The US Federal Trade Commission (FTC) barred TurboTax maker Intuit from advertising or marketing services as "free" when many consumers were in fact ineligible, saying the company had engaged in deceptive practices.
The maker of the popular TurboTax tax filing software said it would immediately appeal the decision, which was issued by the FTC on Monday, January 22nd.
"We believe that when the matter ultimately returns to a neutral body we will prevail," it said, adding: "there is no monetary penalty in the FTC’s order, and Intuit expects no significant impact to its business.
Intuit shares closed up 1.4% at $630.61 on Monday.
The commission's final order, after an administrative ruling in September, said Intuit cannot advertise or market any service as free unless it was free to all consumers, or unless it disclosed properly the percentage of taxpayers that qualify for the free product.
The FTC said the character of prior violations was "egregious. For at least six years, Intuit blanketed the country with deceptive ads to taxpayers across multiple media channels."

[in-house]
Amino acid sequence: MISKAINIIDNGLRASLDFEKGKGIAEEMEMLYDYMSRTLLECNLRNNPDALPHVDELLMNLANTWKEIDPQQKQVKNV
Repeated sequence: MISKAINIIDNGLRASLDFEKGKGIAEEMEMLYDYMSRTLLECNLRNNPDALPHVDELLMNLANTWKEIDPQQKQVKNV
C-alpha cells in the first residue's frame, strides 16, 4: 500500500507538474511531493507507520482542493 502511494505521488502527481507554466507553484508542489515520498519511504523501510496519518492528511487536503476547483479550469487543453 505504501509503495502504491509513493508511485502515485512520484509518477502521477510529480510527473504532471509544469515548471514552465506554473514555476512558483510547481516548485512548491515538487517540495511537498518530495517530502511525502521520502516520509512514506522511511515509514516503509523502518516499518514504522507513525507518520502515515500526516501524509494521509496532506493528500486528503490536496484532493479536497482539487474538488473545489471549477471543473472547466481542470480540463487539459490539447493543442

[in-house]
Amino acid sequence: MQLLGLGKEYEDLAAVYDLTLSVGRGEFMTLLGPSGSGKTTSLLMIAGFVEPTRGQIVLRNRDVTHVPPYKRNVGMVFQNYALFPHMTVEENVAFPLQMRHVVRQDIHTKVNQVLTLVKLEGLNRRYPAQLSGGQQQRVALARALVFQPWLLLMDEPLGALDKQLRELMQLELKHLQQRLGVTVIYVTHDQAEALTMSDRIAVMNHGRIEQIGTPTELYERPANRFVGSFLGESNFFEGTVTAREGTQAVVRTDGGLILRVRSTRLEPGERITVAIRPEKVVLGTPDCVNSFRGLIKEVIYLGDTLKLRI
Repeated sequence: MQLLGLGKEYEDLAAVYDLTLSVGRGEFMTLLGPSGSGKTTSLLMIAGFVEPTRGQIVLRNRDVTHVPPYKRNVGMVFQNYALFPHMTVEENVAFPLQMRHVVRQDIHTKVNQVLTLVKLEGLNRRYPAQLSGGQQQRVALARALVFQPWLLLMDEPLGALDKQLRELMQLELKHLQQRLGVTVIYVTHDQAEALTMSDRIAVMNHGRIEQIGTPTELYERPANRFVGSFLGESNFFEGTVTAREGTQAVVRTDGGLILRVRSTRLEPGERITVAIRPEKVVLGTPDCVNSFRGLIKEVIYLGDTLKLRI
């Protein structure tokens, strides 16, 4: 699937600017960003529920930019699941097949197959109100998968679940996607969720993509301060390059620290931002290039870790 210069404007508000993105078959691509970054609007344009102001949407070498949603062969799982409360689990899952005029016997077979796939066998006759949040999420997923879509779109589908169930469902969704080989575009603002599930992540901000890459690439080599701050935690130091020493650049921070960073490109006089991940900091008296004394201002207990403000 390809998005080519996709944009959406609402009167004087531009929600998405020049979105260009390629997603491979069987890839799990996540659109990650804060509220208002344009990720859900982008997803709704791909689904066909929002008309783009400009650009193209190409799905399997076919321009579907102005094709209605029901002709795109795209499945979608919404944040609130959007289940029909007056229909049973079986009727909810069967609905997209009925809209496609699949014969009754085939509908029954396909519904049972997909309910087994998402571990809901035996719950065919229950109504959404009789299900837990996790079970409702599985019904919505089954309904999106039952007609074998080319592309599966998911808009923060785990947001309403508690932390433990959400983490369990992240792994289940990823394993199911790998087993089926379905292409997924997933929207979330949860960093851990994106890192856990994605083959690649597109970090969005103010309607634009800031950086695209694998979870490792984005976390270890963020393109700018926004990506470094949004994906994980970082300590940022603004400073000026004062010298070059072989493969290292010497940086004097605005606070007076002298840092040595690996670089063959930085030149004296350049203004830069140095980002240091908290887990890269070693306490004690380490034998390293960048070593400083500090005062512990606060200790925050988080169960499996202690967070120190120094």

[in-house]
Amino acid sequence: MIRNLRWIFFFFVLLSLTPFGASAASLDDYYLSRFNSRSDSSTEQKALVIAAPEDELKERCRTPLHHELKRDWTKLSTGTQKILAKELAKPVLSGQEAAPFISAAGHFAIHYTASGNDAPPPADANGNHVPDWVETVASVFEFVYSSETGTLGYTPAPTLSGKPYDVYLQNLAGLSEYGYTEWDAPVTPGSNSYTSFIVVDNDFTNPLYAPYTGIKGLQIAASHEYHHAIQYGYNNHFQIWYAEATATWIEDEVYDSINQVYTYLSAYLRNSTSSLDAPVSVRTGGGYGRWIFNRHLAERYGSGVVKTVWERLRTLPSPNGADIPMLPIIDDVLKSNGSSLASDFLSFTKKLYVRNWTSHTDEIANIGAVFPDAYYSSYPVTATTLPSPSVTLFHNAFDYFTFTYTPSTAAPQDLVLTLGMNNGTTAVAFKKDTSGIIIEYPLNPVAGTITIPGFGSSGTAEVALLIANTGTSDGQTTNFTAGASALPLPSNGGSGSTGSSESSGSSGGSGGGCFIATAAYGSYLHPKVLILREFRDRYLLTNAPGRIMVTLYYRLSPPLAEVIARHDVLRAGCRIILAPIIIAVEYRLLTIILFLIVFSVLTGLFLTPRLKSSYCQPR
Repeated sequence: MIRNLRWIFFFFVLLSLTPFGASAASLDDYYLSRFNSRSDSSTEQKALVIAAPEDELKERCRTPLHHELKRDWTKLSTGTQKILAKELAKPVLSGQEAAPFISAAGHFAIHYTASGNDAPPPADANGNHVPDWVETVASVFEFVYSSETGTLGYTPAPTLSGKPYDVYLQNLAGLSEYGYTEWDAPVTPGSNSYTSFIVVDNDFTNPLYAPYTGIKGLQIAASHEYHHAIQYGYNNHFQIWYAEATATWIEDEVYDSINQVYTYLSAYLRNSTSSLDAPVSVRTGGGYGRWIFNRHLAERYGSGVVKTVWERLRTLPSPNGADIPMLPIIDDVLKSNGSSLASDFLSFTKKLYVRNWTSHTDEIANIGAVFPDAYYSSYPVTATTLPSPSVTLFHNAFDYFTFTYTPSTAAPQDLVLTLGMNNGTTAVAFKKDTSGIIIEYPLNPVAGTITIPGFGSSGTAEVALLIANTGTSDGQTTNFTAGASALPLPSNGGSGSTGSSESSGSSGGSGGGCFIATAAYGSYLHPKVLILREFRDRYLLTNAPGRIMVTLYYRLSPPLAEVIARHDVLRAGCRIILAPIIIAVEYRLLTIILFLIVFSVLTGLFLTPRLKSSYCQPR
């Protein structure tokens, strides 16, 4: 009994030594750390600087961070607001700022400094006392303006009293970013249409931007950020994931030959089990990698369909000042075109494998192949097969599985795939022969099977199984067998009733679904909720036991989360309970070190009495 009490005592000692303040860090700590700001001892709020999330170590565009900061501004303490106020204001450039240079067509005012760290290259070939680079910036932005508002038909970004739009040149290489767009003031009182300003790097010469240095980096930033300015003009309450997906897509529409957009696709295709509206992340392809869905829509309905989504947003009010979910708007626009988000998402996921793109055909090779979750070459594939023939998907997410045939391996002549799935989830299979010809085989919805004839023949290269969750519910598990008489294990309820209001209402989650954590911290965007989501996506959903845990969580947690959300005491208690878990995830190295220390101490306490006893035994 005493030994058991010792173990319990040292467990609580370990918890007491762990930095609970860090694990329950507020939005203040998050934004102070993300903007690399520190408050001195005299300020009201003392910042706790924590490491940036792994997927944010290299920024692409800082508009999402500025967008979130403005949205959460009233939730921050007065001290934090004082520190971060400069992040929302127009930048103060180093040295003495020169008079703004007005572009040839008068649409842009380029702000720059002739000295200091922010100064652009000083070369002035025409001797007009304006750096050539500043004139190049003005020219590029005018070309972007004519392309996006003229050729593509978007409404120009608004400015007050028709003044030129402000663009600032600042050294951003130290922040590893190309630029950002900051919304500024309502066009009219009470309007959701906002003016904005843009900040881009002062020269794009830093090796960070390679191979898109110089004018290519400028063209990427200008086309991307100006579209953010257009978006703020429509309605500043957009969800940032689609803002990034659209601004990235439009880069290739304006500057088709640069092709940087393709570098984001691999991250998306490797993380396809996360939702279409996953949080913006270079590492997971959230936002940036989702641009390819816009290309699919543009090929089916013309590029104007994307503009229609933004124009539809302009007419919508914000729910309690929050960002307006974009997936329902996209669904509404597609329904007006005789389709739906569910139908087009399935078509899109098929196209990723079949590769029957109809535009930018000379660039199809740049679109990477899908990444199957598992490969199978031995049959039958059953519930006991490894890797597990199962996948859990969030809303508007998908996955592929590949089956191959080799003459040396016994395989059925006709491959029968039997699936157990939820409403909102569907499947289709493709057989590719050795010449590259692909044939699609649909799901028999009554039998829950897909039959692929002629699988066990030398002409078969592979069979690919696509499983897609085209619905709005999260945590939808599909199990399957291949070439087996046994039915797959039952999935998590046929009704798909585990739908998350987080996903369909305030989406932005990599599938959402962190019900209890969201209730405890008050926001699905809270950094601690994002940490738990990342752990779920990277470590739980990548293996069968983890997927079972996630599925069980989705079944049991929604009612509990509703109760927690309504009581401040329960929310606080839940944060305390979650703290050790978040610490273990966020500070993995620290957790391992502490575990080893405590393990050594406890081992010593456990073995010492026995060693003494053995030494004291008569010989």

The agency added: "Intuit continued running the ads, knowing that they led consumers to believe that they could file their returns for free, even though approximately two-thirds of taxpayers are not eligible."
Intuit said on Monday that it had always been "clear, fair, and transparent with its customers and is committed to free tax preparation."
Intuit in May 2022 agreed to pay $141 million in restitution to settle claims by all 50 U.S. states and Washington, D.C., that it tricked millions of customers into buying online TurboTax products that the company deceptively advertised as "free."
The settlement resolved claims that Intuit steered at least 4.4 million customers, many with low incomes, into buying its tax preparation products despite the ineligibility of those customers for free electronic filing through the Internal Revenue Service.
The settlement with the states called for Intuit to suspend ads containing slogans such as "TurboTax Free is free. Free free free free."
Under terms of the settlement with states, Intuit did not admit wrongdoing.
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